By Albert Samaha
By Steve Weinstein
By Devon Maloney
By Tessa Stuart
By Alison Flowers
By Albert Samaha
By Jesse Jarnow
By Eric Tsetsi
In 2007 and 2008, the Boston Globe reported, the congressman received $48,300 in campaign contributions from poker interests—7 percent of his total individual contributions.
D'Amato called the Bush bill "ridiculous legislation": "They've curtailed the rights of millions of Americans," he declared. "The little guy, the person who maybe can't come to Las Vegas."
The PPA claims a million members, but much of its financing comes from the Interactive Gaming Council (IGC), a Canadian trade group made up of international Internet gambling companies and gaming software developers. (The IGC backs only casino games and poker, not sports betting.)
The group has spent some $4.5 million on federal lobbyists since 2006, records show. More than $1 million of that has gone to D'Amato's Park Strategies lobbying firm. The PPA has also doled out $132,000 in campaign contributions since 2007, which doesn't include spending on the state level.
Opponents of Internet gambling say that the speed of the game, the availability, and the amount that people can lose add up to a toxic combination. A study released a few years ago concluded that more than a million young people are using Internet gambling sites on a monthly basis.
"This is not a debate about social gambling, like a kitchen-table poker game," says Les Bernal, executive director of the group Stop Predatory Gambling. "This is about a business model that relies on addicted and heavily indebted people.
"I think there's a lack of understanding about how the predatory business model works," he adds. "The more you wager, the faster you do it, the quicker it gets out of control. You can play five or six hands at once. Should we really bring Las Vegas into our homes 24 hours a day?"
While Barney Frank, Al D'Amato, and others pushed to make Internet gambling legal, investigators pushed on with their probe of Giordano.
In May 2006, Giordano moved his offices from St. Maarten to Costa Rica. There, he located his operation in a set of warehouse buildings adjacent to telemarketing outlets owned by multinational corporations and travel agents. He had about 35 employees, most of them Costa Rican.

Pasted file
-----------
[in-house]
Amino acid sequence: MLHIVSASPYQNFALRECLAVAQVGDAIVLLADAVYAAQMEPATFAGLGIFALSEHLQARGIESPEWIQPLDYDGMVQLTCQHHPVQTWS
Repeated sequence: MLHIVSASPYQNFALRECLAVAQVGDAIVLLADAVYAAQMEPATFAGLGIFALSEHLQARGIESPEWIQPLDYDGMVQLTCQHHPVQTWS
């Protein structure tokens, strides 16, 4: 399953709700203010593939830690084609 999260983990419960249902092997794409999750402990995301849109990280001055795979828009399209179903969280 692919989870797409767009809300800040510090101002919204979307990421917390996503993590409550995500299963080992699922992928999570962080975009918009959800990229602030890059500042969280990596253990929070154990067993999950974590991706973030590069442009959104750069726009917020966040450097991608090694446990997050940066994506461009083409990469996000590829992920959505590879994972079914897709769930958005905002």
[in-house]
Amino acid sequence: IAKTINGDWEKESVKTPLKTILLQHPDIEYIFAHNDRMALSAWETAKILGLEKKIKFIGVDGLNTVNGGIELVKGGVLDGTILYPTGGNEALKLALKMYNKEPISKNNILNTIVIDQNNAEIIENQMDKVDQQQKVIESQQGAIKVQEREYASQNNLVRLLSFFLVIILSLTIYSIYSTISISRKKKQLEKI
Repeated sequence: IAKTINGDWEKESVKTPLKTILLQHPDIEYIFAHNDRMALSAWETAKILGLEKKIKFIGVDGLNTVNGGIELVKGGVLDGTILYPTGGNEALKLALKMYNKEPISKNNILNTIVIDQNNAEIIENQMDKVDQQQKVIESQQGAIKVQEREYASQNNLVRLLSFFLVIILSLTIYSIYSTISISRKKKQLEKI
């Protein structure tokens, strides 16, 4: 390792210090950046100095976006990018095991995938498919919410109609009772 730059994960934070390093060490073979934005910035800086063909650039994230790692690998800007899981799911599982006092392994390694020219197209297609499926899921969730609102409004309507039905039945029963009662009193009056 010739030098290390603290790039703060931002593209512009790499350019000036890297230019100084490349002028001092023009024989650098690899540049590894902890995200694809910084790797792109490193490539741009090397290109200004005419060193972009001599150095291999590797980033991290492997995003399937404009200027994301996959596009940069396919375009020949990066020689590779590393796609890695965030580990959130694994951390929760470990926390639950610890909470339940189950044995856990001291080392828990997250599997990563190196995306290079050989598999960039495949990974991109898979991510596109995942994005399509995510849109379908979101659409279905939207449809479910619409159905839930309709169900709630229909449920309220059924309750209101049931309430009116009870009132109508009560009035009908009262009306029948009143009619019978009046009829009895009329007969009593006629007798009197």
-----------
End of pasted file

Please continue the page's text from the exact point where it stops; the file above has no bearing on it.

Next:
More than 200 Internet gambling companies are located in the Central American nation, whose government tolerates them as long as their bettors are located in other countries.
Giordano hired a Costa Rican law professor named Juan Carlos Montero to set up the company and payroll structure: "I am not going into a foreign country without being totally on the up-and-up," he says.
But six months after Giordano moved the business to Costa Rica, the jig was up.
Police officers in New York, New Jersey, Florida, and Las Vegas moved in, arresting Giordano and his wife at their Florida home, as well as 25 other people in other locations. Three companies were also charged.
Among the host of allegations were enterprise corruption—a law often used to prosecute reputed mobsters—money laundering, promotion of illegal gambling, possession of gambling records, and conspiracy.
Prosecutors also filed a $500 million civil forfeiture case.
Authorities claimed that Giordano's company booked more than $3.3 billion in sports betting wagers over 28 months. (Giordano says those numbers are preposterous.)
A series of search warrants were served in New York, Las Vegas, and Florida. The federal raid in Florida seized Giordano's house, $288,000 in cash, and the $50,000 in gambling chips from the Bellagio that he had won in the poker tournament. Authorities froze the Giordanos' Swiss bank accounts.
Brown described the case as the first to occur after Bush signed the new gambling law, and the first to charge a Web designer and an offshore Internet company with involvement in a criminal enterprise. He accused the company of laundering "untold millions" through casinos, shell corporations, and bank accounts in Central America, Switzerland, and Hong Kong: "Internet gambling is a multibillion-dollar worldwide industry that for too long has operated with impunity," he declared.
Kelly, meanwhile, described the venture as "the largest illegal gambling operation we have ever encountered." He said that law enforcement had "smashed" it.
Blind quotes in the newspapers claimed the operation made payments to an acting organized crime boss, but that was never alleged in the indictment or proved in court.
The arraignment judge set bail at $5 million. Though he would successfully appeal that number, Giordano began 10 months of pre-trial incarceration at the Vernon C. Bain Correctional Center, a rusty 800-bed barge-turned-jail on the East River.
"I had never been incarcerated, and it was like hell," he says. "The guards don't treat you well, the bedding is terrible, the food is horrible. It was always freezing. The facility isn't designed for a long stay."
To pass the time, Giordano read books and newspapers. On occasion, he played poker with makeshift chips.
What followed were three years of legal wrangling that, at times, took comical turns.
At a bail reduction hearing in July 2007, Martin Schulman, a 15-year veteran of the bench, got into a remarkable exchange with prosecutors over the hypocrisies inherent in American gambling law. He repeatedly questioned prosecutor Gerard Brave, asking, for example, whether it would be legal for a Las Vegas casino to come to Queens and collect a gambling debt.